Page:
While digital imaging has become the 800-pound gorilla of the photographic world, large-format photography is alive and well.
Smaller-scale, 6x9-ish cameras, better suited for digital capture, have caught the fancy of tabletop and architectural shooters who have weaned themselves from film.
On the other end of the spectrum, there's a renaissance of ever-larger format film-based cameras for those that refuse to bow to the "D" word.
The accompanying roundup of current offerings and additional product websites makes it clear that the fat lady will have to cool her jets in the wings for the foreseeable future . . .
Cambo Ultima 35
Though not a large-format camera in the traditional sense, the Cambo Ultima 35 is a wonderful example of pushing the limits of D-SLRs. Mounted to the rear standard of a Cambo Ultima 35, a digital SLR becomes an alternative to a medium-format roll-film back. The Cambo Ultima 35 allows for tethered or untethered shooting with equal ease. You can mount most any lens to the front lens board and use the camera's shutter to capture exposures. Most lenses allow for about 20mm of shift and 15mm of tilt movement, or about 50 percent image movement on axis in any direction. TTL metering is performed within the camera without need of figuring bellows factor into the equation. Compatible DSLRs include Canon's EOS-1Ds, 1D, and 10D, Kodak's DSC Pro SLR/n and SLR/c, and via an optional adapter, Nikon's D1x and Fujifilm's FinePix S2 Pro.
Corey Radlund uses his Cambo Ultima 35 in a variety of configurations depending on the nature of his assignment. "If I did not have five Sinar p2s in my studio and was starting over, I would start with the Cambo Ultima. The ability to use a digital SLR, and [later] convert it to accept a sliding back for our Megavision systems is an outstanding feature. It is probably the most versatile system out there."
I shoot digitally, but I learned photography on a Deardorff. To this day, I stop what I'm doing when I see a clean one. Deardorffs established themselves as a standard of the industry at a time when you bought a camera as a long-term investment, a camera you'd be using for a few decades. Every part, down to the smallest screws, was manufactured in-house. As a photographic tool, Deardorffs are laid out sensibly with all camera controls positioned where they should be. Running the show from under the dark cloth is an easy task. Though no longer in production, a clean camera will run a minimum of $1,200 to $1,500 for a 4x5 and $2,000-plus for an 8x10. Note: There have never been any firmware upgrades for Deardorffs, nor will there ever be.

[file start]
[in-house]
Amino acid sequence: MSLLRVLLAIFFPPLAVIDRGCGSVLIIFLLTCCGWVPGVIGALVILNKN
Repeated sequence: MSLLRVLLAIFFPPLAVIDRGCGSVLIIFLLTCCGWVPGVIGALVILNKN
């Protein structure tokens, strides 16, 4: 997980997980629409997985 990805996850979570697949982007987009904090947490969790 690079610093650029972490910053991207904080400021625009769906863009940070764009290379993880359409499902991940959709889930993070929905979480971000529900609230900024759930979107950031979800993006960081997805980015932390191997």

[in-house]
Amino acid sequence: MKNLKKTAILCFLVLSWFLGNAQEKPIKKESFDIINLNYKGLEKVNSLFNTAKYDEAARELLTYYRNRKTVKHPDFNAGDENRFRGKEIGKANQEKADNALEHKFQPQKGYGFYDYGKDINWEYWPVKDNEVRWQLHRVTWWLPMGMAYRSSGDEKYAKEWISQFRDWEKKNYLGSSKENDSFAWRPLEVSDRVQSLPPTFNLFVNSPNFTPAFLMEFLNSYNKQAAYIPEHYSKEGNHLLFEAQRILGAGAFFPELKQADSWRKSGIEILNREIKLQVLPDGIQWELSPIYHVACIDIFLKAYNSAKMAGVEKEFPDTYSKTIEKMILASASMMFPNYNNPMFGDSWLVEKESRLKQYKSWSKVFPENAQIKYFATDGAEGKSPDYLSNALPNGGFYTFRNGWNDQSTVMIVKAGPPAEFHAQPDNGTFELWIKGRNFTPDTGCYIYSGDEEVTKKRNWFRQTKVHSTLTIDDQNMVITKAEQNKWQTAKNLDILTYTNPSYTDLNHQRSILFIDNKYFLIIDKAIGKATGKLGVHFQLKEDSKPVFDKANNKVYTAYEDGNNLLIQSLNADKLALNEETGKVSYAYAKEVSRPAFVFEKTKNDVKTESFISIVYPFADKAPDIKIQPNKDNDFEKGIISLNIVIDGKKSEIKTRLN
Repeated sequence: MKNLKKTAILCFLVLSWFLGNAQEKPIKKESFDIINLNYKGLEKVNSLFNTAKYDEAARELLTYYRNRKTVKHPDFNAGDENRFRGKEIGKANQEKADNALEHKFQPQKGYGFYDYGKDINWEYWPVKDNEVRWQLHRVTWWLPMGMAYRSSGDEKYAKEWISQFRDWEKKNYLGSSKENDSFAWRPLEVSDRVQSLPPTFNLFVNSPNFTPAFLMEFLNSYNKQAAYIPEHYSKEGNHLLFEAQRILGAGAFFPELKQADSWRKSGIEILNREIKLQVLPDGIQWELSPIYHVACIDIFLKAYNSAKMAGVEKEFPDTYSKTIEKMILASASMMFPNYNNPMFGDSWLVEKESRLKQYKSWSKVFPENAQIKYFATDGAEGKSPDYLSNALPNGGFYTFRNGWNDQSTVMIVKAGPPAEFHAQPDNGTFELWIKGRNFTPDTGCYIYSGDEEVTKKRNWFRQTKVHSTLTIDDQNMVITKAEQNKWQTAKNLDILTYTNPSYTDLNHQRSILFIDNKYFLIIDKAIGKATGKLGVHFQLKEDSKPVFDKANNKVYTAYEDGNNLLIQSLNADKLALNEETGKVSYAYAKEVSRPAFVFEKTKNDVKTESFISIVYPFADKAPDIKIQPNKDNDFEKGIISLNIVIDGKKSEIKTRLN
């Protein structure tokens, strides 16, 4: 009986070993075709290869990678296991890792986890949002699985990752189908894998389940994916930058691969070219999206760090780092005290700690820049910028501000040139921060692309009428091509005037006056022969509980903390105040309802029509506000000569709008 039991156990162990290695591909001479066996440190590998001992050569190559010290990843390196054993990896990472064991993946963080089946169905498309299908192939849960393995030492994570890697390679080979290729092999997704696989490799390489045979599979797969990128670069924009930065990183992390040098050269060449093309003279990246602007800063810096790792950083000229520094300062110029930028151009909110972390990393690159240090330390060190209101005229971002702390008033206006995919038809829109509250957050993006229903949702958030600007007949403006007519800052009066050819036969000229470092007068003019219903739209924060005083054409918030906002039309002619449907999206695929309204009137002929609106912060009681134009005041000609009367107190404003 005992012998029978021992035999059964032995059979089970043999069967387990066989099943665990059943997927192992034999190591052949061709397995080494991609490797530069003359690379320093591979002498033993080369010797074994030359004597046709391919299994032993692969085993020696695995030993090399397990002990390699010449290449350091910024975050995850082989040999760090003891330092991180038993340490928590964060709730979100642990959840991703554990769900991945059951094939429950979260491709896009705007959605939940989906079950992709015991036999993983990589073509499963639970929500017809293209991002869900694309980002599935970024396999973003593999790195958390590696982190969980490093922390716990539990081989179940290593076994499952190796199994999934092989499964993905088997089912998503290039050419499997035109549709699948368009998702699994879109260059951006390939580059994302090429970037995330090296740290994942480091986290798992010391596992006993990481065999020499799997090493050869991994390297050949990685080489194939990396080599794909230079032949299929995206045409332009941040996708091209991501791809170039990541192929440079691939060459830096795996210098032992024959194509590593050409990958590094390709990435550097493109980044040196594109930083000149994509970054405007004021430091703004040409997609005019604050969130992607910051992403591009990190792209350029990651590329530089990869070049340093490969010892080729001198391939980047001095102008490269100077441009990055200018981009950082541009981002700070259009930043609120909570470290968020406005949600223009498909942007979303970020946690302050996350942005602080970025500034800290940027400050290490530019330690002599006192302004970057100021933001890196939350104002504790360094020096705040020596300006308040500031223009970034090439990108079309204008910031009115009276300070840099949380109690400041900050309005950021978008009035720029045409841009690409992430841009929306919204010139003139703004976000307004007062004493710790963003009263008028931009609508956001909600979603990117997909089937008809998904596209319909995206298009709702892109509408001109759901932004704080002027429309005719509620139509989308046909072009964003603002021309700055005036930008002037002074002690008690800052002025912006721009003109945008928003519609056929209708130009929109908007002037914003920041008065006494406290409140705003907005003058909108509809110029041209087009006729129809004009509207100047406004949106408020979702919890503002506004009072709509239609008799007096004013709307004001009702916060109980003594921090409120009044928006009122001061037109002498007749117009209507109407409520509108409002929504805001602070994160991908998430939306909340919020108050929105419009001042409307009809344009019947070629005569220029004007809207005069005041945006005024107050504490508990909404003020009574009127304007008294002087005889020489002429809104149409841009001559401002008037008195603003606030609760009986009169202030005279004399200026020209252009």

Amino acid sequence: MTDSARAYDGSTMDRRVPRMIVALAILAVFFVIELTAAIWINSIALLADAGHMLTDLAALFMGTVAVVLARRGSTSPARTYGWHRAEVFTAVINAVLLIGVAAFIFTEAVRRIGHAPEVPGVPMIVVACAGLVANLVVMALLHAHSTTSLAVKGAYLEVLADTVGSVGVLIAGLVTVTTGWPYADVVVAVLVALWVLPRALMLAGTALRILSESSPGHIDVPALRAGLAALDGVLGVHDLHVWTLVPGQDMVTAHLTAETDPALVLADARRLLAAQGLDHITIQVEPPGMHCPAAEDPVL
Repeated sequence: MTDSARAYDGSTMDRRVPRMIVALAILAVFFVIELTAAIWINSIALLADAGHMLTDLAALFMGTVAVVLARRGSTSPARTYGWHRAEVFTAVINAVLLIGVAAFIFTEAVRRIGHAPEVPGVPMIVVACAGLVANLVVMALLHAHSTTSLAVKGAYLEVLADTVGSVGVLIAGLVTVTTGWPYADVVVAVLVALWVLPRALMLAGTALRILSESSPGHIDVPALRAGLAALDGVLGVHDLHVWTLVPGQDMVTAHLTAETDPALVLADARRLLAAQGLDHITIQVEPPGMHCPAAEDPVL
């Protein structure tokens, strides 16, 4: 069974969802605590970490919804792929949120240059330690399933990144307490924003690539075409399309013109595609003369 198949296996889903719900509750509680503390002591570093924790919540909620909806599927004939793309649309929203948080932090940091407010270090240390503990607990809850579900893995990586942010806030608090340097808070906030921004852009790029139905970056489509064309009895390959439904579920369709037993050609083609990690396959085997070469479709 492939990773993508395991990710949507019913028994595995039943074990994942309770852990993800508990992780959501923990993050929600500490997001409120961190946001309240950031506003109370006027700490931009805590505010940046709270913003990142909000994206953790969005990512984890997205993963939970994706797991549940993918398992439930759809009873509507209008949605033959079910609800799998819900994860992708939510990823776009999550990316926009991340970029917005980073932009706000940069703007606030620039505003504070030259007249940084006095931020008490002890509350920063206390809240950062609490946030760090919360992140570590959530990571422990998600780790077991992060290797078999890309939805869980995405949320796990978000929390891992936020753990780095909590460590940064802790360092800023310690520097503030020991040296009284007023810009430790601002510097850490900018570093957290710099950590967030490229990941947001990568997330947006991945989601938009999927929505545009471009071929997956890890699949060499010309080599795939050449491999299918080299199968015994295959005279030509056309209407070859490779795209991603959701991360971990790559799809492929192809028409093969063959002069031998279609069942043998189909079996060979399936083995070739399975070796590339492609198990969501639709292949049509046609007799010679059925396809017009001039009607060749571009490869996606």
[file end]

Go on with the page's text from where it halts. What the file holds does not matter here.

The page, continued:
Even if you have zero intention of ever shooting digital, you have to appreciate the thought process behind Linhof's 679cc Digital/Roll Film camera system. Fitted with a Hasselblad back or any number of medium-format digital capture backs, Linhof's 679cc offers precision large-format micro-geared, self-locking tilt-shift controls in a smaller, lighter package. Perfectly at home in the studio, the Linhof performs equally well out in the wilds.
Polaroid 20x24 Studio Camera
Though not new, Polaroid's 20x24" remains unique in every sense.
Greg Heisler, who often uses a Polaroid 20x24, says, "I can conceive images for the Polaroid 20x24 that I wouldn't even consider and certainly couldn't execute with any other camera. Period. I can have a disarmingly direct, intensely intimate, yet surprisingly spontaneous rapport with my portrait subjects because I don't have a camera mashed up against my face, as I would with 35mm format. Nor am I staring into my shoes, as I would likely be with a medium-format camera. In fact, once I've framed and focused, I can stand free of the camera and connect, unfettered by it, with my subject."
Heisler especially likes the imaging qualities of Polaroid's 20x24 for portraits. "It has tremendous presence for my portrait subjects, allowing a degree of focus control simply unachievable with any smaller format due purely to the laws of optics applied at that scale." As for image quality, it has often been described as beyond real.
If large-format photography is the center of your universe, a Sinar p3 is as close to digital camera heaven as you can get. Attach a Sinarback 54 to the rear standard along with a digital lens from Sinar, Schneider, or Rodenstock on the front standard, and you'll have a precision 645-format view camera. As for image quality, the Sinar p3/Sinarback 54-combo might cause you to think twice about shooting 4x5 chromes. Sinar's p3 features yaw-free movements with asymmetric swings and tilts, and self-locking micro-geared movements. Electronic contacts throughout the camera ensure smooth transfer of data, while eliminating the need for external cables.
Greg Hoffman has been shooting with Toyo field cameras for over 15 years. Lately, he packs a Toyo CF when shooting in and around his hometown of Las Vegas. The CF's lightweight clamshell design and the ability to close the camera with the lens in place is a big plus for Greg. Manufactured from a polycarbonate/carbon-fibre material, the Toyo 45CF is about 40 percent lighter than its all-metal brother and offers most of the movements and image controls as its heavier brethren. An equally lightweight street price of $659 makes the Toyo 45CF an especially attractive buy for hikers, students, and anyone else who wants a field camera they can toss into the bag on a moment's notice.